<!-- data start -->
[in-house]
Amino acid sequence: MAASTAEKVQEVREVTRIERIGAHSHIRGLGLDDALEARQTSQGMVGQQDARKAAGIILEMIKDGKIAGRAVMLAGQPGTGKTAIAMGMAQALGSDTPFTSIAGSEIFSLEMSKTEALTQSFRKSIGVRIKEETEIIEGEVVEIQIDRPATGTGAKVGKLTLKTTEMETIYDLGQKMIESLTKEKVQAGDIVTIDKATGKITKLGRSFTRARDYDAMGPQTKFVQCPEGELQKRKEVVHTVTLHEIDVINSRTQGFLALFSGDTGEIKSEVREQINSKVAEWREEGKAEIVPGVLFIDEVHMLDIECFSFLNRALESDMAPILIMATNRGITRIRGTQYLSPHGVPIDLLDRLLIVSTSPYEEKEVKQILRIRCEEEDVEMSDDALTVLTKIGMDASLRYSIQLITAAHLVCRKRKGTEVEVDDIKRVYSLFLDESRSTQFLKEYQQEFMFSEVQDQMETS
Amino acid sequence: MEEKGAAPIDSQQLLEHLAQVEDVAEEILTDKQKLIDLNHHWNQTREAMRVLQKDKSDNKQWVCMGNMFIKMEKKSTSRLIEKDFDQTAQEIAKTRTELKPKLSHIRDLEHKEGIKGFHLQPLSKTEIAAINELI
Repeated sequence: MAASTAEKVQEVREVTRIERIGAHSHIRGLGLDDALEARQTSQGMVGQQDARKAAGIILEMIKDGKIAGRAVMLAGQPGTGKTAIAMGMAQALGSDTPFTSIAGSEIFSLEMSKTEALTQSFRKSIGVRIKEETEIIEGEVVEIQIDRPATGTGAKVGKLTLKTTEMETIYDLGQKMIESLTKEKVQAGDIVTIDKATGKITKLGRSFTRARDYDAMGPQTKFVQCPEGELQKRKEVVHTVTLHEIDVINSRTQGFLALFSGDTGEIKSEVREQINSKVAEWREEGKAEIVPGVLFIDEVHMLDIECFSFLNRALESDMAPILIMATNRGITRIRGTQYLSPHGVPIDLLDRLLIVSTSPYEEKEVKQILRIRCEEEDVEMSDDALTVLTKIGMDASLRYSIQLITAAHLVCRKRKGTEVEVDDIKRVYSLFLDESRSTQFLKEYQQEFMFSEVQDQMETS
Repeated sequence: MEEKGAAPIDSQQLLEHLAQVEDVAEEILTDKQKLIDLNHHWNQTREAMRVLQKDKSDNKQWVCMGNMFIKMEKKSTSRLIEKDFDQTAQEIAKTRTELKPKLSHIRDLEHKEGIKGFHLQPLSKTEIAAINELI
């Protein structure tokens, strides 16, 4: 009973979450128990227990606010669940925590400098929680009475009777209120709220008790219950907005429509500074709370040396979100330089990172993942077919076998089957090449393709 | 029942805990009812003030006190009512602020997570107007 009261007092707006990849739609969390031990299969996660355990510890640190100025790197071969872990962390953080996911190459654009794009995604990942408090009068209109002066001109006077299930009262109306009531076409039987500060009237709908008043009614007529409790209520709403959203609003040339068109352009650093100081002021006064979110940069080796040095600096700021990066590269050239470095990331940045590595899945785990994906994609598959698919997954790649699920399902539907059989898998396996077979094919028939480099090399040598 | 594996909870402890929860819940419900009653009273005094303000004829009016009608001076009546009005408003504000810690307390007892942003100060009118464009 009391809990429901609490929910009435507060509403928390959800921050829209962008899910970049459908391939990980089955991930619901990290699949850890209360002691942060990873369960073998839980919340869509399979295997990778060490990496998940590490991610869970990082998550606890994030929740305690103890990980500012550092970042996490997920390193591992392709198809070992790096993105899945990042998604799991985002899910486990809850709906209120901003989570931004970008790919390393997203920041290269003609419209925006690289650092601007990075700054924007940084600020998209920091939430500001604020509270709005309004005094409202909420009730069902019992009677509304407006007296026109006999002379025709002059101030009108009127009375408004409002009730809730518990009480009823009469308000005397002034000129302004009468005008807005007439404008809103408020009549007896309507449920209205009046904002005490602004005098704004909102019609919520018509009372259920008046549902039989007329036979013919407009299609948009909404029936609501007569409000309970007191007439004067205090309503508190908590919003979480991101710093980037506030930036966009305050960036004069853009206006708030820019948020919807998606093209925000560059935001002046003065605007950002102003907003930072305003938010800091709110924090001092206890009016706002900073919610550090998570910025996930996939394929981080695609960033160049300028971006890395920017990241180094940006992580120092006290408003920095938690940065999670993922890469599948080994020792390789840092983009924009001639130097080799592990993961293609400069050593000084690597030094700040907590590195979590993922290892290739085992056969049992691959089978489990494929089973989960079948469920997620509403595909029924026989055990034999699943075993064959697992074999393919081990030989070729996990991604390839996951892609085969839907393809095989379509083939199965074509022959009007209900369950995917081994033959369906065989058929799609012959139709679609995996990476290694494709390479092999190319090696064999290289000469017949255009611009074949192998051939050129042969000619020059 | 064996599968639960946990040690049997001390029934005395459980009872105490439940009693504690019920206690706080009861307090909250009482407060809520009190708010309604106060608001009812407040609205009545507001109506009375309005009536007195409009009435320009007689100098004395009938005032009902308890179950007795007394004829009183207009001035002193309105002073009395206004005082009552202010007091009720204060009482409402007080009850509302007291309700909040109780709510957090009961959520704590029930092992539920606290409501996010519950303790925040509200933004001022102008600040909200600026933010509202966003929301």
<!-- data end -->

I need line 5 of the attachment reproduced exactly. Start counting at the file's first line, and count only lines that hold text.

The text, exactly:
Repeated sequence: MEEKGAAPIDSQQLLEHLAQVEDVAEEILTDKQKLIDLNHHWNQTREAMRVLQKDKSDNKQWVCMGNMFIKMEKKSTSRLIEKDFDQTAQEIAKTRTELKPKLSHIRDLEHKEGIKGFHLQPLSKTEIAAINELI